The government has thrown up its hands and says it can’t prosecute Angelo Mozilo, despite the fact that his company Countrywide was a giant predatory-lending machine, that he misled investors about the health of the company, or that he acclerated his stock sales in October 2006, after it became clear that subprime was going down. This despite that over the last two years, he and his company had to cough up $68 million to the SEC to settle civil fraud charges and $8.7 billion to settle with California over predatory lending.

Or that we know now what Mozilo tried to do when an executive refused to go along with his company’s “anything-goes” culture: Show him the door.

Gretchen Morgenson reports on a Countrywide whistleblower who just won a jury case and $3.8 million against his former company and its current owner Bank of America for firing him because he wouldn’t play along. It’s a glimpse at how CEOs influence their corporate cultures by who they promote and who they ostracize.

After talking to a Countrywide employee who had “Fund ‘Em” on his license plate and told Winston he’d lend to everybody even if they had no job or assets (remember NINJA loans?), Winston wrote a letter to a superior challenging that culture. That challenge led to clear signals from the top that he was being ostracized. A few weeks after Winston refused to make up a report to Moody’s out of thin air, as instructed by Countrywide’s president, Mozilo himself asked HR to fire him.

“As I expressed to you, I am concerned about the motivations and overall attitude and demeanor of Michael Winston,” Mr. Mozilo wrote. “I want him terminated effective immediately.”

I would note here that we haven’t heard anything about Mozilo questioning the “motivations and overall attitude and demeanor” of the executives who helped push Countrywide deeper into predatory lending. Freeze-outs, firings, and promotions are one of the main tools a CEO has in shaping his corporate culture.

And speaking of corporate culture, what does it say about Bank of America that it put folks it had previously fired back on its payroll after Winston’s attorneys put them on their witness list?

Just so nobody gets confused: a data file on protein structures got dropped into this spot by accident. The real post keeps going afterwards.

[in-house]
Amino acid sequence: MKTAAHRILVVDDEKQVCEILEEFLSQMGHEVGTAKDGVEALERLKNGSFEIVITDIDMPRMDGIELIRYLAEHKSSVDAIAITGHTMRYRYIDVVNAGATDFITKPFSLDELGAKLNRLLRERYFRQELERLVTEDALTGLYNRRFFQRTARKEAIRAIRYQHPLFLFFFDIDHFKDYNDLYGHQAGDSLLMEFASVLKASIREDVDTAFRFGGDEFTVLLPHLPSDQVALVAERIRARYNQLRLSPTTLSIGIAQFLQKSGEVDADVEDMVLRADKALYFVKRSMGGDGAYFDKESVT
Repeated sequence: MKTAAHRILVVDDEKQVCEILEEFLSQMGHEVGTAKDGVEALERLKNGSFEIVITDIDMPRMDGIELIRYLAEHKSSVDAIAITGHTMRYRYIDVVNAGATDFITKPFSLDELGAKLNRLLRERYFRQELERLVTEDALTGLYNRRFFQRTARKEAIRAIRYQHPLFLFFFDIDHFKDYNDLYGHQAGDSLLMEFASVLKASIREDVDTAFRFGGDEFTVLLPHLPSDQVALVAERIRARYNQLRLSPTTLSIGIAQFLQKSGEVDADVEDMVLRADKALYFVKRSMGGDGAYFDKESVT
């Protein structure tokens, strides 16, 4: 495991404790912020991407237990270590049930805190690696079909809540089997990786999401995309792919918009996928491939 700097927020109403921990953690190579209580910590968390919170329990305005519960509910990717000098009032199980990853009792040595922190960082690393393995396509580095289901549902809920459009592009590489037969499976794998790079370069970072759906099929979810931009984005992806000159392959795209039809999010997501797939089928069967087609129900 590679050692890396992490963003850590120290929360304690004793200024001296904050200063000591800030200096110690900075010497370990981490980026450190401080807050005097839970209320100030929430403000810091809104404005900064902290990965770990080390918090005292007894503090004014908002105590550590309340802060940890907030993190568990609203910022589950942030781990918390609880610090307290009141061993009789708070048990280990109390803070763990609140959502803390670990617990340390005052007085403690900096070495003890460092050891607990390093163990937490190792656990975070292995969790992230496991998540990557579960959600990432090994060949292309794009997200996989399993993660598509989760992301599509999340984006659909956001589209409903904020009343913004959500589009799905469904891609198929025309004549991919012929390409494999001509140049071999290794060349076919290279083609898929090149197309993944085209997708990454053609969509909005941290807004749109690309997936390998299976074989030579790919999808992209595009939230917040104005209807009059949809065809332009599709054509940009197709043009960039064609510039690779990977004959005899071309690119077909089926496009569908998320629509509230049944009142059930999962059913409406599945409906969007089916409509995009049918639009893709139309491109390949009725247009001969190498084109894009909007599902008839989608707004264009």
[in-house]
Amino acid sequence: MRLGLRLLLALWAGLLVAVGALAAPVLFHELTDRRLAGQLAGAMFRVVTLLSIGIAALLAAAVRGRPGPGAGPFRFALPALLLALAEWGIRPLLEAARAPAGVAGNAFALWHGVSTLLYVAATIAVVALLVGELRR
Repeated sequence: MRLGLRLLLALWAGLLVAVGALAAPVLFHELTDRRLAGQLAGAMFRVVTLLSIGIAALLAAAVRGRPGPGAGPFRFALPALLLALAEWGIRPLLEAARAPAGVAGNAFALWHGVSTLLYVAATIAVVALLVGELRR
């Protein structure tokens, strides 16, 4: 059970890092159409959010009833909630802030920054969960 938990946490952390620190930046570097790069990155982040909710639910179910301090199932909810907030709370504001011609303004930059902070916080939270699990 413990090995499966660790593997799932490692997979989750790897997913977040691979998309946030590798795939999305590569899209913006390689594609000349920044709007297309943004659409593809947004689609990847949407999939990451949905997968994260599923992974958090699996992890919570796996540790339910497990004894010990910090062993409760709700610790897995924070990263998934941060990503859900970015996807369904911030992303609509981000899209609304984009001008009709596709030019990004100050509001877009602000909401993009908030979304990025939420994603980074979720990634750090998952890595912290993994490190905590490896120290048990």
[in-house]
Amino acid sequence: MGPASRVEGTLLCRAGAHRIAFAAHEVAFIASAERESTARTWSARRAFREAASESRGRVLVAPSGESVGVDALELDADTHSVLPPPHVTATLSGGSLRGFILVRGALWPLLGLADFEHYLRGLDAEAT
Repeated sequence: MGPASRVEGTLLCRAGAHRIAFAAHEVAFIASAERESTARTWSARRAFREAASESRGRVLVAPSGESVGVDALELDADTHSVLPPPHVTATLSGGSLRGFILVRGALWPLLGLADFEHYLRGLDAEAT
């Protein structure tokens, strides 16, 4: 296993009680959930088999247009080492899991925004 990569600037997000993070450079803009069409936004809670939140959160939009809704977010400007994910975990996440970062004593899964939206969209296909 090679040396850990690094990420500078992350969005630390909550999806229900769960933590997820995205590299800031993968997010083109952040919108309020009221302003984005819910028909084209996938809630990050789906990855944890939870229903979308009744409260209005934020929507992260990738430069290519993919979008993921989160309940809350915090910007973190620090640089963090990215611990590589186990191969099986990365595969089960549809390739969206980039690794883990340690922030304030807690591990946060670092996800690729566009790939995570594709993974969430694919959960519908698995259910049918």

A fascinating detail in his case: after providing to the opposition his list of witnesses, which included former colleagues who had also been let go by Bank of America, the bank hired several of them back. Then they testified against him.

That reminds me of something from Michael Hudson’s book The Monster, a deeply reported investigation of predatory lender Ameriquest that you should really read. A top Ameriquest executive named Wayne Lee sued company owner Roland Arnall, saying that Arnall had blocked reforms he’d tried to institute to prevent shoddy lending. But when attorneys for other plaintiffs deposed him, they found that Lee was far from forthcoming about Arnall and Ameriquest.

Conveniently enough, in the three months between Lee’s lawsuit and his clamming up, Arnall and Ameriquest had settled with him, giving him $15 million and removing Lee’s non-compete clause. Hudson:

All he had to do was drop his lawsuit and agree to a “mutual non-disparagement” clause.

Sorry, I’m no lawyer, so forgive the stupid question. But why is it legal for a company to—overtly—pay a whistleblower or others who might have dirt on it to shut up? How often does this kind of thing go on?

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Ryan Chittum is a former Wall Street Journal reporter, and deputy editor of The Audit, CJR's business section. If you see notable business journalism, give him a heads-up at rc2538@columbia.edu. Follow him on Twitter at @ryanchittum.